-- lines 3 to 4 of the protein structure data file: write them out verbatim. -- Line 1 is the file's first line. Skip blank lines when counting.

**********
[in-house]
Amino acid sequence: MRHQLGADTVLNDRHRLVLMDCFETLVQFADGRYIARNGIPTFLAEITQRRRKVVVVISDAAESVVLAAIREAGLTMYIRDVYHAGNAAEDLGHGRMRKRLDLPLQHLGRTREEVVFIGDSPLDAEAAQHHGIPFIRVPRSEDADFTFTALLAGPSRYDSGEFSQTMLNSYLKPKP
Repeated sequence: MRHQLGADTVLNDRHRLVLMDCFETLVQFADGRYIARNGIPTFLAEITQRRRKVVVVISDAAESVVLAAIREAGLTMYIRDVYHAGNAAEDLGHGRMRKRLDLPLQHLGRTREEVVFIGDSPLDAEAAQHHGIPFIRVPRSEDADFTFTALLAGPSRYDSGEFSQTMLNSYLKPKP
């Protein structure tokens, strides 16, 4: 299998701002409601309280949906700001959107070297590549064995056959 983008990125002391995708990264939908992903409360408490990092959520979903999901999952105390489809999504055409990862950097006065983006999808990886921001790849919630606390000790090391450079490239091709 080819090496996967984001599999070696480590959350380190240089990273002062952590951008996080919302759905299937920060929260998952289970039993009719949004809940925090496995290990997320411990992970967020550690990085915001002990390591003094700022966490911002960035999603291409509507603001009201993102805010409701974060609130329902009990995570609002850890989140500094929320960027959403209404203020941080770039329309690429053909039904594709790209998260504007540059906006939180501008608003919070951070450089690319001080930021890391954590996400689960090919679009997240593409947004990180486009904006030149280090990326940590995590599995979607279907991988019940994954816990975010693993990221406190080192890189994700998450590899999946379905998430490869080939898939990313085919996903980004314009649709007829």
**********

Repeated sequence: MRHQLGADTVLNDRHRLVLMDCFETLVQFADGRYIARNGIPTFLAEITQRRRKVVVVISDAAESVVLAAIREAGLTMYIRDVYHAGNAAEDLGHGRMRKRLDLPLQHLGRTREEVVFIGDSPLDAEAAQHHGIPFIRVPRSEDADFTFTALLAGPSRYDSGEFSQTMLNSYLKPKP
């Protein structure tokens, strides 16, 4: 299998701002409601309280949906700001959107070297590549064995056959 983008990125002391995708990264939908992903409360408490990092959520979903999901999952105390489809999504055409990862950097006065983006999808990886921001790849919630606390000790090391450079490239091709 080819090496996967984001599999070696480590959350380190240089990273002062952590951008996080919302759905299937920060929260998952289970039993009719949004809940925090496995290990997320411990992970967020550690990085915001002990390591003094700022966490911002960035999603291409509507603001009201993102805010409701974060609130329902009990995570609002850890989140500094929320960027959403209404203020941080770039329309690429053909039904594709790209998260504007540059906006939180501008608003919070951070450089690319001080930021890391954590996400689960090919679009997240593409947004990180486009904006030149280090990326940590995590599995979607279907991988019940994954816990975010693993990221406190080192890189994700998450590899999946379905998430490869080939898939990313085919996903980004314009649709007829």